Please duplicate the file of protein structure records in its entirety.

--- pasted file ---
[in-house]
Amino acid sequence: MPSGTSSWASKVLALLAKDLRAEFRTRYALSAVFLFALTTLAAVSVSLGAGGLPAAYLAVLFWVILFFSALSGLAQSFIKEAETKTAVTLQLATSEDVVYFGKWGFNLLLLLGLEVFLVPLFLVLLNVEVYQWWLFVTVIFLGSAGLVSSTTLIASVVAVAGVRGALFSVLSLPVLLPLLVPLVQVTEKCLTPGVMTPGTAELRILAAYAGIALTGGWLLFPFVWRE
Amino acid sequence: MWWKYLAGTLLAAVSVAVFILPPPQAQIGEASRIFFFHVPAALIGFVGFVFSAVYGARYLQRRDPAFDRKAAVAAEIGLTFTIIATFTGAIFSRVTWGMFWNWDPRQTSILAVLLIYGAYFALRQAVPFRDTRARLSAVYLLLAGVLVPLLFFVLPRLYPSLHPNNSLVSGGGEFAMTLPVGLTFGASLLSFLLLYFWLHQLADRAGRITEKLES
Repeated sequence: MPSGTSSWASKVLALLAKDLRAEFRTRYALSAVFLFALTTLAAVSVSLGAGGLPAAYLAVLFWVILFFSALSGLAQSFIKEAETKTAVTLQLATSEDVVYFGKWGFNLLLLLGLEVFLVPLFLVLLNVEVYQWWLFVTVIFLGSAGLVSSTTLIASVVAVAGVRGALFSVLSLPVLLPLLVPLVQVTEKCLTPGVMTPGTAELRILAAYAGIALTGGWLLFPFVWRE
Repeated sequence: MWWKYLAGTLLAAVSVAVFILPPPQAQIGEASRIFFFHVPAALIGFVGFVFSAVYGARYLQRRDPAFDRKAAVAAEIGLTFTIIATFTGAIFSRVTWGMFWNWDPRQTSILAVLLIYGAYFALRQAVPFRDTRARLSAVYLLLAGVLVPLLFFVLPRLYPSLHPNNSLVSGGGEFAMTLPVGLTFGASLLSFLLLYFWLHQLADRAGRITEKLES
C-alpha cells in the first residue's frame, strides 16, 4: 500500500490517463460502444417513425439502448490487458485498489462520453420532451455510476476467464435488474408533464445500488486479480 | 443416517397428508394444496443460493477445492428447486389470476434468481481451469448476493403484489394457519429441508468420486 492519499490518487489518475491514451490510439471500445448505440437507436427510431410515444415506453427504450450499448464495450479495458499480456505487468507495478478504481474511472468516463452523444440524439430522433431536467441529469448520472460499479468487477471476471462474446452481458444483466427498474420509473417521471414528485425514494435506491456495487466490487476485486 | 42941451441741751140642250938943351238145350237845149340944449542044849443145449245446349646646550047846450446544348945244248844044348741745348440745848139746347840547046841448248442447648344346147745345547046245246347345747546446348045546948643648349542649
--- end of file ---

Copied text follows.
[in-house]
Amino acid sequence: MPSGTSSWASKVLALLAKDLRAEFRTRYALSAVFLFALTTLAAVSVSLGAGGLPAAYLAVLFWVILFFSALSGLAQSFIKEAETKTAVTLQLATSEDVVYFGKWGFNLLLLLGLEVFLVPLFLVLLNVEVYQWWLFVTVIFLGSAGLVSSTTLIASVVAVAGVRGALFSVLSLPVLLPLLVPLVQVTEKCLTPGVMTPGTAELRILAAYAGIALTGGWLLFPFVWRE
Amino acid sequence: MWWKYLAGTLLAAVSVAVFILPPPQAQIGEASRIFFFHVPAALIGFVGFVFSAVYGARYLQRRDPAFDRKAAVAAEIGLTFTIIATFTGAIFSRVTWGMFWNWDPRQTSILAVLLIYGAYFALRQAVPFRDTRARLSAVYLLLAGVLVPLLFFVLPRLYPSLHPNNSLVSGGGEFAMTLPVGLTFGASLLSFLLLYFWLHQLADRAGRITEKLES
Repeated sequence: MPSGTSSWASKVLALLAKDLRAEFRTRYALSAVFLFALTTLAAVSVSLGAGGLPAAYLAVLFWVILFFSALSGLAQSFIKEAETKTAVTLQLATSEDVVYFGKWGFNLLLLLGLEVFLVPLFLVLLNVEVYQWWLFVTVIFLGSAGLVSSTTLIASVVAVAGVRGALFSVLSLPVLLPLLVPLVQVTEKCLTPGVMTPGTAELRILAAYAGIALTGGWLLFPFVWRE
Repeated sequence: MWWKYLAGTLLAAVSVAVFILPPPQAQIGEASRIFFFHVPAALIGFVGFVFSAVYGARYLQRRDPAFDRKAAVAAEIGLTFTIIATFTGAIFSRVTWGMFWNWDPRQTSILAVLLIYGAYFALRQAVPFRDTRARLSAVYLLLAGVLVPLLFFVLPRLYPSLHPNNSLVSGGGEFAMTLPVGLTFGASLLSFLLLYFWLHQLADRAGRITEKLES
C-alpha cells in the first residue's frame, strides 16, 4: 500500500490517463460502444417513425439502448490487458485498489462520453420532451455510476476467464435488474408533464445500488486479480 | 443416517397428508394444496443460493477445492428447486389470476434468481481451469448476493403484489394457519429441508468420486 492519499490518487489518475491514451490510439471500445448505440437507436427510431410515444415506453427504450450499448464495450479495458499480456505487468507495478478504481474511472468516463452523444440524439430522433431536467441529469448520472460499479468487477471476471462474446452481458444483466427498474420509473417521471414528485425514494435506491456495487466490487476485486 | 42941451441741751140642250938943351238145350237845149340944449542044849443145449245446349646646550047846450446544348945244248844044348741745348440745848139746347840547046841448248442447648344346147745345547046245246347345747546446348045546948643648349542649